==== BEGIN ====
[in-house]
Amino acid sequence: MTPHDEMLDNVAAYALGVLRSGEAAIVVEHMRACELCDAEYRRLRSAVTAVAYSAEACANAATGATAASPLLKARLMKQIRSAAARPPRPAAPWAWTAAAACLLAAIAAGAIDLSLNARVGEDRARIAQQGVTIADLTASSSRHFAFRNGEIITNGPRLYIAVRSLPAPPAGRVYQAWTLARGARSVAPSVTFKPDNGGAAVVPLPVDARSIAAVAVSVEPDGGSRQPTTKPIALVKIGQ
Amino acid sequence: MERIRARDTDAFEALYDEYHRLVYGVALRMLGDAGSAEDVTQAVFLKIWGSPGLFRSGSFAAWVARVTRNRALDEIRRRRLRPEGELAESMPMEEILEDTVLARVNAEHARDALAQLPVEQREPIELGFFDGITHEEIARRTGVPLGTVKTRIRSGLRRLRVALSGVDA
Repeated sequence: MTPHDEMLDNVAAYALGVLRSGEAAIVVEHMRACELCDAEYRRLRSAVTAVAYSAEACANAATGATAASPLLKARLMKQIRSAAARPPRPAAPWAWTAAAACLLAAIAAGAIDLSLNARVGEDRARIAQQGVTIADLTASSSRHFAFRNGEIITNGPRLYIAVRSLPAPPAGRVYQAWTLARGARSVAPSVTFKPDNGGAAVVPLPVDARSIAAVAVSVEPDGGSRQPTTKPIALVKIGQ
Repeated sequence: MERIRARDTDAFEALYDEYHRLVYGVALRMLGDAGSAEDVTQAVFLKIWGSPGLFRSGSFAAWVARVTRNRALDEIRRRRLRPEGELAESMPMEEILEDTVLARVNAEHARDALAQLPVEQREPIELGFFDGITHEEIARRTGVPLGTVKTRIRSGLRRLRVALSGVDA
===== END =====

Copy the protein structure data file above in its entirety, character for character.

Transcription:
[in-house]
Amino acid sequence: MTPHDEMLDNVAAYALGVLRSGEAAIVVEHMRACELCDAEYRRLRSAVTAVAYSAEACANAATGATAASPLLKARLMKQIRSAAARPPRPAAPWAWTAAAACLLAAIAAGAIDLSLNARVGEDRARIAQQGVTIADLTASSSRHFAFRNGEIITNGPRLYIAVRSLPAPPAGRVYQAWTLARGARSVAPSVTFKPDNGGAAVVPLPVDARSIAAVAVSVEPDGGSRQPTTKPIALVKIGQ
Amino acid sequence: MERIRARDTDAFEALYDEYHRLVYGVALRMLGDAGSAEDVTQAVFLKIWGSPGLFRSGSFAAWVARVTRNRALDEIRRRRLRPEGELAESMPMEEILEDTVLARVNAEHARDALAQLPVEQREPIELGFFDGITHEEIARRTGVPLGTVKTRIRSGLRRLRVALSGVDA
Repeated sequence: MTPHDEMLDNVAAYALGVLRSGEAAIVVEHMRACELCDAEYRRLRSAVTAVAYSAEACANAATGATAASPLLKARLMKQIRSAAARPPRPAAPWAWTAAAACLLAAIAAGAIDLSLNARVGEDRARIAQQGVTIADLTASSSRHFAFRNGEIITNGPRLYIAVRSLPAPPAGRVYQAWTLARGARSVAPSVTFKPDNGGAAVVPLPVDARSIAAVAVSVEPDGGSRQPTTKPIALVKIGQ
Repeated sequence: MERIRARDTDAFEALYDEYHRLVYGVALRMLGDAGSAEDVTQAVFLKIWGSPGLFRSGSFAAWVARVTRNRALDEIRRRRLRPEGELAESMPMEEILEDTVLARVNAEHARDALAQLPVEQREPIELGFFDGITHEEIARRTGVPLGTVKTRIRSGLRRLRVALSGVDA